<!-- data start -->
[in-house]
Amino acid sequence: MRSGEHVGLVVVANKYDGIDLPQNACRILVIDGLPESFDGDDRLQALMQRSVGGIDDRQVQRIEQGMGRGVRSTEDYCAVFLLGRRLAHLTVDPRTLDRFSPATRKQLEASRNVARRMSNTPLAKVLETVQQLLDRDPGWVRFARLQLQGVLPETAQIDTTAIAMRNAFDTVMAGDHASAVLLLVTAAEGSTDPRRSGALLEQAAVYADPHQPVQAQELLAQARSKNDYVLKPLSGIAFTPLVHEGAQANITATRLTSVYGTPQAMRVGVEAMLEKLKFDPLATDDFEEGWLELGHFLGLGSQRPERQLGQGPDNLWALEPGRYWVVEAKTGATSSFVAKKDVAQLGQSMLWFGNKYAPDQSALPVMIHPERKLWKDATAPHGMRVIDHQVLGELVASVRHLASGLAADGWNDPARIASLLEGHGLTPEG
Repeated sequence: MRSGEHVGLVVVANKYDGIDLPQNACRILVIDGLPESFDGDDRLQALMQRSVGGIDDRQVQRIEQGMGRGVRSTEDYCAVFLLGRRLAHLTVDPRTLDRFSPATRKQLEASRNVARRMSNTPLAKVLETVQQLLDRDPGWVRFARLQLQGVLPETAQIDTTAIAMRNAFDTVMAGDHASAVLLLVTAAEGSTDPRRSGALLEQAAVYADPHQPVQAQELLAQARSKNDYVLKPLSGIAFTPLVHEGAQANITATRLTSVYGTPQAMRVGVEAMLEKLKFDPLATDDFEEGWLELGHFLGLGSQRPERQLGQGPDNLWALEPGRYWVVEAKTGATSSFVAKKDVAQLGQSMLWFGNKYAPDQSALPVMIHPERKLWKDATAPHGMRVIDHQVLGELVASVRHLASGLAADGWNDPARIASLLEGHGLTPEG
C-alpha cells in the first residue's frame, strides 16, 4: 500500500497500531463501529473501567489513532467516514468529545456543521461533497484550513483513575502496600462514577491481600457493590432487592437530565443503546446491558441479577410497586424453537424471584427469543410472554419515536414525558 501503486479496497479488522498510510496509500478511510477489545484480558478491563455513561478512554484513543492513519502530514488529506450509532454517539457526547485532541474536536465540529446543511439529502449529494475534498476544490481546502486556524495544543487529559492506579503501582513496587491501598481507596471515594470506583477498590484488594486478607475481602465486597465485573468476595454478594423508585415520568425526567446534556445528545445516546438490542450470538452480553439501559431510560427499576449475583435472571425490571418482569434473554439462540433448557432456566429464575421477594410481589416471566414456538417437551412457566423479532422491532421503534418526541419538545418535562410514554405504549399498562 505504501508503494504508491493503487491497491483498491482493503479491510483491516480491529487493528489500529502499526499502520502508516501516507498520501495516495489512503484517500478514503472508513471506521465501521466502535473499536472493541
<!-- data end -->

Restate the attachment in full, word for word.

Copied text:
[in-house]
Amino acid sequence: MRSGEHVGLVVVANKYDGIDLPQNACRILVIDGLPESFDGDDRLQALMQRSVGGIDDRQVQRIEQGMGRGVRSTEDYCAVFLLGRRLAHLTVDPRTLDRFSPATRKQLEASRNVARRMSNTPLAKVLETVQQLLDRDPGWVRFARLQLQGVLPETAQIDTTAIAMRNAFDTVMAGDHASAVLLLVTAAEGSTDPRRSGALLEQAAVYADPHQPVQAQELLAQARSKNDYVLKPLSGIAFTPLVHEGAQANITATRLTSVYGTPQAMRVGVEAMLEKLKFDPLATDDFEEGWLELGHFLGLGSQRPERQLGQGPDNLWALEPGRYWVVEAKTGATSSFVAKKDVAQLGQSMLWFGNKYAPDQSALPVMIHPERKLWKDATAPHGMRVIDHQVLGELVASVRHLASGLAADGWNDPARIASLLEGHGLTPEG
Repeated sequence: MRSGEHVGLVVVANKYDGIDLPQNACRILVIDGLPESFDGDDRLQALMQRSVGGIDDRQVQRIEQGMGRGVRSTEDYCAVFLLGRRLAHLTVDPRTLDRFSPATRKQLEASRNVARRMSNTPLAKVLETVQQLLDRDPGWVRFARLQLQGVLPETAQIDTTAIAMRNAFDTVMAGDHASAVLLLVTAAEGSTDPRRSGALLEQAAVYADPHQPVQAQELLAQARSKNDYVLKPLSGIAFTPLVHEGAQANITATRLTSVYGTPQAMRVGVEAMLEKLKFDPLATDDFEEGWLELGHFLGLGSQRPERQLGQGPDNLWALEPGRYWVVEAKTGATSSFVAKKDVAQLGQSMLWFGNKYAPDQSALPVMIHPERKLWKDATAPHGMRVIDHQVLGELVASVRHLASGLAADGWNDPARIASLLEGHGLTPEG
C-alpha cells in the first residue's frame, strides 16, 4: 500500500497500531463501529473501567489513532467516514468529545456543521461533497484550513483513575502496600462514577491481600457493590432487592437530565443503546446491558441479577410497586424453537424471584427469543410472554419515536414525558 501503486479496497479488522498510510496509500478511510477489545484480558478491563455513561478512554484513543492513519502530514488529506450509532454517539457526547485532541474536536465540529446543511439529502449529494475534498476544490481546502486556524495544543487529559492506579503501582513496587491501598481507596471515594470506583477498590484488594486478607475481602465486597465485573468476595454478594423508585415520568425526567446534556445528545445516546438490542450470538452480553439501559431510560427499576449475583435472571425490571418482569434473554439462540433448557432456566429464575421477594410481589416471566414456538417437551412457566423479532422491532421503534418526541419538545418535562410514554405504549399498562 505504501508503494504508491493503487491497491483498491482493503479491510483491516480491529487493528489500529502499526499502520502508516501516507498520501495516495489512503484517500478514503472508513471506521465501521466502535473499536472493541